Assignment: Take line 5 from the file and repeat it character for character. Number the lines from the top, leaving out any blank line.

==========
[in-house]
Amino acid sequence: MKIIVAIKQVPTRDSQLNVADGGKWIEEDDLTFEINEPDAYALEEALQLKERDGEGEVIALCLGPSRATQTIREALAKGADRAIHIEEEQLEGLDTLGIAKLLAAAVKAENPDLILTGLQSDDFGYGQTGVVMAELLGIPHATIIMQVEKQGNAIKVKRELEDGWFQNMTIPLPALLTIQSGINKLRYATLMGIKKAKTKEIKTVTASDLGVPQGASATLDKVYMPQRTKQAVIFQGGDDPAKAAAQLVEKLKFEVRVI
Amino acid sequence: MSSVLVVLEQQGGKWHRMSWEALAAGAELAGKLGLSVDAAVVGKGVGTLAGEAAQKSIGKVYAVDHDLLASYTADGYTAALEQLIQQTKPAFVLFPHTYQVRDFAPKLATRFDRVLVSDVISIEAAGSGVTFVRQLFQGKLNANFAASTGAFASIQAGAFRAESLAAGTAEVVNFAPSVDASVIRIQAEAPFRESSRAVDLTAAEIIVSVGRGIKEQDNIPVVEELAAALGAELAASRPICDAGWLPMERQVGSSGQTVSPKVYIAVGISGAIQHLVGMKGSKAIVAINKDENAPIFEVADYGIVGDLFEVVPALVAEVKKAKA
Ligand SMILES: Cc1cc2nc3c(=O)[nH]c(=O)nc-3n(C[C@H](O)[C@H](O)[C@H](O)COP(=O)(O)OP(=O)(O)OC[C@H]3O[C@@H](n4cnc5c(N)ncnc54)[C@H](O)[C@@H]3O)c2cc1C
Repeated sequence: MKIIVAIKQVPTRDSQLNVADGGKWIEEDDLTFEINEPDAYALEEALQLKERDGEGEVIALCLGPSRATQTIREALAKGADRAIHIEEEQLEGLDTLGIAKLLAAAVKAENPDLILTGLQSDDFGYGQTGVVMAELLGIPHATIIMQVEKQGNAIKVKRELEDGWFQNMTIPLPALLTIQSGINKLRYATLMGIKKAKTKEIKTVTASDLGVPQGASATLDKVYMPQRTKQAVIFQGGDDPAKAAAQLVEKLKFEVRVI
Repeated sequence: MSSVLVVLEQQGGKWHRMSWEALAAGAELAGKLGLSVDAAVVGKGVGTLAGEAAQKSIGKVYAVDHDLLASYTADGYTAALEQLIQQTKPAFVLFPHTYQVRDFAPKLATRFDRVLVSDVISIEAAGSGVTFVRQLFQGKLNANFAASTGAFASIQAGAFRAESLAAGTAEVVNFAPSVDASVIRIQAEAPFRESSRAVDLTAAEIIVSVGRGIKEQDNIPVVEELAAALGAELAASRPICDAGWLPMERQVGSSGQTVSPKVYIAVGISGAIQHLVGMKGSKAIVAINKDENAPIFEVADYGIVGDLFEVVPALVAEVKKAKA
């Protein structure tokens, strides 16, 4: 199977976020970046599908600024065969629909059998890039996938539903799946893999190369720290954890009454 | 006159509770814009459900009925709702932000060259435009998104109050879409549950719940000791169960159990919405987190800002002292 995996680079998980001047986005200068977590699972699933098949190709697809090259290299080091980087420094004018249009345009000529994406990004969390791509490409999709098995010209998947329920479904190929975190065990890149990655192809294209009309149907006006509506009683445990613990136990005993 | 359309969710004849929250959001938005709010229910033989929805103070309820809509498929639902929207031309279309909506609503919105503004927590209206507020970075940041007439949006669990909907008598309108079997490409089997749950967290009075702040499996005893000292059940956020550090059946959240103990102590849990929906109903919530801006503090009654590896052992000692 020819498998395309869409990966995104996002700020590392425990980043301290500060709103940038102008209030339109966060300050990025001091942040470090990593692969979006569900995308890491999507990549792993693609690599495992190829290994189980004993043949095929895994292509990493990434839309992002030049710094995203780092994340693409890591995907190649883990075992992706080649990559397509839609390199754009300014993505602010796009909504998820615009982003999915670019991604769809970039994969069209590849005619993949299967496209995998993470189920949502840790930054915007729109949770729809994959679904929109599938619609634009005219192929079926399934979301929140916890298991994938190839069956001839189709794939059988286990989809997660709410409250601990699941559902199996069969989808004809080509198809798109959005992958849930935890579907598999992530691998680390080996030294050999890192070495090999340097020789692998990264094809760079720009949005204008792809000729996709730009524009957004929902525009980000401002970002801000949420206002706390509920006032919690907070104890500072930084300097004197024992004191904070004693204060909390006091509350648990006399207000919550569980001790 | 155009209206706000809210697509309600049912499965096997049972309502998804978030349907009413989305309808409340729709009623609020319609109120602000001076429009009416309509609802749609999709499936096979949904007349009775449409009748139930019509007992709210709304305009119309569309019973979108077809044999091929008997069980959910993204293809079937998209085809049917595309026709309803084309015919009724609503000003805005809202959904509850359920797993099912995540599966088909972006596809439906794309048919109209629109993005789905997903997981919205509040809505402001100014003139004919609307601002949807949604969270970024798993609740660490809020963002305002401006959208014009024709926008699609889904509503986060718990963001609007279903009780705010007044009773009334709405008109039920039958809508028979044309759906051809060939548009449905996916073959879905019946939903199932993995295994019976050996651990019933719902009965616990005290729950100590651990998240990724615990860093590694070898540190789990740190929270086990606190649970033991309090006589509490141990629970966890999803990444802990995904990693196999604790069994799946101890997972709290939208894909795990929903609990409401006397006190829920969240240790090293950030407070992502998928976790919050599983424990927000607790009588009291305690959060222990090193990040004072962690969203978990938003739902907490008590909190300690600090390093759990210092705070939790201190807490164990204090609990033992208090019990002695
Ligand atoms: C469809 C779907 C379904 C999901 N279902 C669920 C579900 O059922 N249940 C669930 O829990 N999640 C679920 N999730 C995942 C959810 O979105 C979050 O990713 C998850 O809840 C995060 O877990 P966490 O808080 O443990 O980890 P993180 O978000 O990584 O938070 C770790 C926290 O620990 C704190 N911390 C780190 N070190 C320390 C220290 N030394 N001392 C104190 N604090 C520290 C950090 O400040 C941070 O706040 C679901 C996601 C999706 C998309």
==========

Repeated sequence: MKIIVAIKQVPTRDSQLNVADGGKWIEEDDLTFEINEPDAYALEEALQLKERDGEGEVIALCLGPSRATQTIREALAKGADRAIHIEEEQLEGLDTLGIAKLLAAAVKAENPDLILTGLQSDDFGYGQTGVVMAELLGIPHATIIMQVEKQGNAIKVKRELEDGWFQNMTIPLPALLTIQSGINKLRYATLMGIKKAKTKEIKTVTASDLGVPQGASATLDKVYMPQRTKQAVIFQGGDDPAKAAAQLVEKLKFEVRVI